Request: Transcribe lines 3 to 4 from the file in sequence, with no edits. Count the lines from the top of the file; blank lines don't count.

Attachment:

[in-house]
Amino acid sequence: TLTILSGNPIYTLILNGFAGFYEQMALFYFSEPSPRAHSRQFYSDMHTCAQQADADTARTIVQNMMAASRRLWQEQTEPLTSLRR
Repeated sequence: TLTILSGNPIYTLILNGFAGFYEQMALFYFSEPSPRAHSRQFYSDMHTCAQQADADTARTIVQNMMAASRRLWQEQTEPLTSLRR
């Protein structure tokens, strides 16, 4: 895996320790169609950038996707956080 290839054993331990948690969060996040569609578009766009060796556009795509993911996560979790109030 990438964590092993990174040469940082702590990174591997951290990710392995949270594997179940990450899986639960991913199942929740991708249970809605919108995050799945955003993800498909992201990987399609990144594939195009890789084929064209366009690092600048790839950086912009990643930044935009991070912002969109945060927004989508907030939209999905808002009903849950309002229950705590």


Repeated sequence: TLTILSGNPIYTLILNGFAGFYEQMALFYFSEPSPRAHSRQFYSDMHTCAQQADADTARTIVQNMMAASRRLWQEQTEPLTSLRR
């Protein structure tokens, strides 16, 4: 895996320790169609950038996707956080 290839054993331990948690969060996040569609578009766009060796556009795509993911996560979790109030 990438964590092993990174040469940082702590990174591997951290990710392995949270594997179940990450899986639960991913199942929740991708249970809605919108995050799945955003993800498909992201990987399609990144594939195009890789084929064209366009690092600048790839950086912009990643930044935009991070912002969109945060927004989508907030939209999905808002009903849950309002229950705590």